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How can we be compliant in a cost-effective manner with the PCI DSS?
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How can we be compliant in a cost-effective manner with the PCI DSS?

Tim Deakin

Written by Tim Deakin

13th May 2020

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Achieving PCI compliance is vital for all businesses that accept card payments, but what’s the best way to get started when you are trying to keep costs down in uncertain times?

It’s important to establish that any business which stores, processes or transmits payment card information must be PCI DSS compliant.

PCI DSS – or Payment Card Industry Data Security Standard, to provide the full title – is a mandatory requirement designed to be met by all card-handling organisations in the UK. This helps to ensure that customer and client card details are kept safe and confidential, protected from cybercriminals and data breaches.

At SRM we understand that facing compliance issues and working towards certification can feel like an arduous and challenging process. To combat this, our approach is always to encourage businesses to find the most efficient and effective steps that they can take to improve their risk posture. Not only that, but by getting the correct framework in place it becomes much easier to retain compliance and maintain those high standards, year after year.

Let’s take a closer look at how PCI compliance can be made cost effective rather than all consuming.


What are the challenges of maintaining PCI DSS compliance?

There’s no denying the fact that maintaining compliance can be difficult. In fact, the PCI Security Standard Council reports that more than 44% of organisations see the effectiveness of their PCI DSS security controls decline following their assessment.

The reasons for this can be severalfold, and include:

  • Pressures from customer demands and emerging technologies, causing changes to business goals, structure and infrastructure.
  • Complacency within the organisation, i.e. assuming that what was suitable last year will work well enough this year without reviewing it.
  • Overconfidence in business practices, leading to a lack of resources for regular monitoring of compliance effectiveness.
  • Failing to assign the right processes, people and tools to maintaining compliance
  • Introducing new products and services that make it more difficult to accurately scope the business’s cardholder data environment (CDE).

Best practices for efficient PCI DSS compliance

It’s understandable for businesses to be put off by the prospective time, effort and cost of becoming PCI DSS compliant, but what many organisations don’t understand is that the implications of not achieving compliance can be far greater. The financial exposure of non-compliance alone should be enough to convince you that caution should always be taken with the card data you are entrusted with.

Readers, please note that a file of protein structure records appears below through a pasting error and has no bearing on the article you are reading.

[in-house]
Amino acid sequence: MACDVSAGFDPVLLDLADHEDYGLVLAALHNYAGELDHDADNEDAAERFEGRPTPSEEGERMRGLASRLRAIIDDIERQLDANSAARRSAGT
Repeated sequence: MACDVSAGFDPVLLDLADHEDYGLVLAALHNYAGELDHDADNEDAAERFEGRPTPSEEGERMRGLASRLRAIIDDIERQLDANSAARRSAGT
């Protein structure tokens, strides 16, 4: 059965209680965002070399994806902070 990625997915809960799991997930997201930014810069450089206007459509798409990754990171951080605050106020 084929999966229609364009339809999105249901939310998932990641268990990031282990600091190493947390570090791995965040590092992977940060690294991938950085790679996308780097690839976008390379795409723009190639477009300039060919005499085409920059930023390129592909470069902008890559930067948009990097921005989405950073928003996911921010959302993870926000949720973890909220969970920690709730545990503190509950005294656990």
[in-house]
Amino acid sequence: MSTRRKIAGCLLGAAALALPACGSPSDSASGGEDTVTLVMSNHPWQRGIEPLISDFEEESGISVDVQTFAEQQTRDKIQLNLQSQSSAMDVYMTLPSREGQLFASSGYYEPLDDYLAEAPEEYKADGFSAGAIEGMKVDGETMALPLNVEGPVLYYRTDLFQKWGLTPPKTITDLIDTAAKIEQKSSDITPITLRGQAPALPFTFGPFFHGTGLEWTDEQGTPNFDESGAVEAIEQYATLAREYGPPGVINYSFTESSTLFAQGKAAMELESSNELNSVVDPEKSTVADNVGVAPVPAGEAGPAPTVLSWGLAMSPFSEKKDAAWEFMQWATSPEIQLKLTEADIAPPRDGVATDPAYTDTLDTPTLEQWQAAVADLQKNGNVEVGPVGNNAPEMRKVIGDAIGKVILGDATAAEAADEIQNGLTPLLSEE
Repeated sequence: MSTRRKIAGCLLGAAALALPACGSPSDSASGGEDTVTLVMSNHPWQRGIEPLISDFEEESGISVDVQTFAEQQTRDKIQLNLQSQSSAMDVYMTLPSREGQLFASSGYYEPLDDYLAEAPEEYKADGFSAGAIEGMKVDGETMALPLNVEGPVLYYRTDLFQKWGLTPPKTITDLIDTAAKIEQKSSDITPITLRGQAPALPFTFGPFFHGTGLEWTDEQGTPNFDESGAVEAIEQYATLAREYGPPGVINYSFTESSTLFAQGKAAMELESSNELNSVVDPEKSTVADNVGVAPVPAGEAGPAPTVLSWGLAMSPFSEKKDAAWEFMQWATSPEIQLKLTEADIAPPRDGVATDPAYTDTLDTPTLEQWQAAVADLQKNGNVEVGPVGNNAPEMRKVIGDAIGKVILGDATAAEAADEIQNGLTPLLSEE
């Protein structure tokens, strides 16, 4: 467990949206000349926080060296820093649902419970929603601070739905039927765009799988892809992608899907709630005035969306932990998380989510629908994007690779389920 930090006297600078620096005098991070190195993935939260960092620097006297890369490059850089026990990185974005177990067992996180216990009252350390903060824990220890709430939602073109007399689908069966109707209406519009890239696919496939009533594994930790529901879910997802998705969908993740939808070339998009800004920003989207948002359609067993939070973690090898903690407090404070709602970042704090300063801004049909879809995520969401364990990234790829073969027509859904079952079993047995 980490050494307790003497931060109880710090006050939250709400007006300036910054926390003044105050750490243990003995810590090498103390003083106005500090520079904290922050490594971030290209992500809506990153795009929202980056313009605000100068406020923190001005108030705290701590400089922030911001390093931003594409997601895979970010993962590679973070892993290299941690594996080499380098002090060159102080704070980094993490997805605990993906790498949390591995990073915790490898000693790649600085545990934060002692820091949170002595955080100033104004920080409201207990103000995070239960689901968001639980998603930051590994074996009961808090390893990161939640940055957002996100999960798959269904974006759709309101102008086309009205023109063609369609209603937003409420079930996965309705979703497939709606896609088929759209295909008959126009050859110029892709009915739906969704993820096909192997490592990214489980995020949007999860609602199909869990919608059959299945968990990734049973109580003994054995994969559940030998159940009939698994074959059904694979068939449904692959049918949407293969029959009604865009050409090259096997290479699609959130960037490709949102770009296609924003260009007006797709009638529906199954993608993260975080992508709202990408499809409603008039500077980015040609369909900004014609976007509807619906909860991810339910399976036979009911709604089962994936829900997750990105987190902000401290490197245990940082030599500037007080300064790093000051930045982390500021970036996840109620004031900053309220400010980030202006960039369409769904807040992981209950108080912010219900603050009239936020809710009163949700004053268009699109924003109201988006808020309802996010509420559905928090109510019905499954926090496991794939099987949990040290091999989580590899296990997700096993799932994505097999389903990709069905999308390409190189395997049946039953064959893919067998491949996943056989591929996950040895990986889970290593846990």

Developing and maintaining a sustainable security program is key to ongoing compliance. The primary function of PCI DSS is of course to protect cardholder data. This includes everyone in the payment chain, from merchants and service providers to acquirers, card issuers, payment brands and consumers.

Cardholder data remains one of the easiest forms of data to convert directly into profit, which is why nearly three quarters of breaches on retail, hospitality and food service companies involve PCI. That’s why it’s important that companies only store sensitive card information when necessary. Any data not deemed critical to the business should be removed from the environment, therefore reducing the risks as well as the complexity and cost of remaining PCI DSS compliant.

A compliance program is just that: a program. This means there should be a formalised set of policies, processes and procedures in place within your organisation to ensure that your compliance continues to meet the necessary standards and requirements.

“It is important that every member of staff within the organisation who has any involvement in any card processing activities has relevant awareness training and assessments,” says SRM Consultant, Katie McMillan.

“This not only assists in achieving compliance, but provides an organisation with the confidence that all colleagues are competent and aware of the importance of protecting cardholder data.”

Consider the objectives, roles and responsibilities involved in maintain compliance, as well as rules that must be followed such as a strong password policy. The right procedure will outline step-by-step tasks that responsible personnel can follow to properly complete tasks in line with compliance requirements.

Although each business is different, there are a number of ways to adapt the card payment process to limit the scope of the PCI assessment. A segregated cardholder data environment provides a smaller footprint and a less accessible system for cybercriminals. This not only enhances the security of the environment but could also have a considerably positive impact on the cost, time and internal resource required to conduct a PCI Assessment.

At SRM, our approach is often to look at how we can help you avoid adding greater complexity to those processes and procedures, and instead look to streamline systems so that it becomes easier to monitor, assess and repeat the program every time. By being organised now, you can save your business from a PCI-induced headache in the future.

Need help achieving compliance within your organisation? The SRM Solutions team are always on-hand to help. Get in touch with a member of our team today by clicking here, or speak to us on the phone by calling 03450 21 21 51.


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